It seems very odd that in 2003, Jon-Mark Sprowl spent his fifth season in a row in the minors without making it above single A ball. Again, he proved that he deserved a promotion in 2003 when he started off the season with South Bend Silver Hawks and continued to play well. The 23 year old batted .296 with 4HR and 42 RBI with South Bend, but his stay would be cut short when he was once again traded, this time to the New York Yankees.

Once he joined the Yankee affiliate in the Mid-West League, Sprowl didn't miss a beat. The newest Battle Creek Yankee batted .402 with 1HR and 20 RBI while putting up an incredible .500 OBP in 97 at bats.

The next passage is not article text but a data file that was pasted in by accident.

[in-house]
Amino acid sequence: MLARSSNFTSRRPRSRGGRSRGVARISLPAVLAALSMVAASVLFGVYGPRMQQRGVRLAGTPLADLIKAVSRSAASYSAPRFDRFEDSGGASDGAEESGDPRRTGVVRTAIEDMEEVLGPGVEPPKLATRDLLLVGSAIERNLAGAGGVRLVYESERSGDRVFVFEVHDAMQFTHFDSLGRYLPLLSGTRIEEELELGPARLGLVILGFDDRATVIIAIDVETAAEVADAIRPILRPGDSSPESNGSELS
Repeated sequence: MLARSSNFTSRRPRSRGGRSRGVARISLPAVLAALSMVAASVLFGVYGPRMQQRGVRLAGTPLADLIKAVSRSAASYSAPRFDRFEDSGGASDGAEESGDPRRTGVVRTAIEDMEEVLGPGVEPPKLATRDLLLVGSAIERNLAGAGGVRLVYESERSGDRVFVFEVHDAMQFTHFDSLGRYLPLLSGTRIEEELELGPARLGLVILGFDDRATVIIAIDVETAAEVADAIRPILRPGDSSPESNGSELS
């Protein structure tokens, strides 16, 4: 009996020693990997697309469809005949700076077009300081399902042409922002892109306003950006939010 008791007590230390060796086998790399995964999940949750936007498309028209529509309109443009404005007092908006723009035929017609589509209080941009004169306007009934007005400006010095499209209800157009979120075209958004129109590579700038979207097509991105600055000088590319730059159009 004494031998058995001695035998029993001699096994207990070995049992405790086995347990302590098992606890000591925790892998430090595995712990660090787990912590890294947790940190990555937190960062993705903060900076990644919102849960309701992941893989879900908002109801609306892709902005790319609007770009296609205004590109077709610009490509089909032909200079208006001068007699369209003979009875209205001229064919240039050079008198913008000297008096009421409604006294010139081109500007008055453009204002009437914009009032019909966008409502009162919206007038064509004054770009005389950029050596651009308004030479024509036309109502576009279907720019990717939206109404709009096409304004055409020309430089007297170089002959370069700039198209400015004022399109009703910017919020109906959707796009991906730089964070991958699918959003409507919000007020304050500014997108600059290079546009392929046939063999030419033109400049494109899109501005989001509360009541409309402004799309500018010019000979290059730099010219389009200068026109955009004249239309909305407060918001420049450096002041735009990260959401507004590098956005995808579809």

It is hard to tell where Sprowl will be placed in the Yankee farm system for the 2004 season when you consider the presence of Dioner Navarro at AA Trenton. More than likely, at the very least he will be promoted to high A Tampa this coming season.

Year

Team

AVG

AB

2B

HR

RBI

R

SB

BB

SO

OBP

SLG

2003

Battle Creek

.402

97

8

1

20

21

0

17

8

.500

.515

2003

South Bend

.296

321

22

4

42

56

5

54

31

.402

.421

2002

Lancaster

.278

230

12

6

27

39

2

43

42

.404

.417

2001

Lansing

.219

155

9

3

28

12

0

18

24

-

.335

2000

Eugene

.235

98

2

1

7

9

3

14

24

-

.286

2000

Lansing

.000

4

0

0

0

3

0

3

2

-

.000

1999

Arizona Cubs

.392

97

9

0

14

19

1

18

14

-

.526


* Stats as of 9/7/03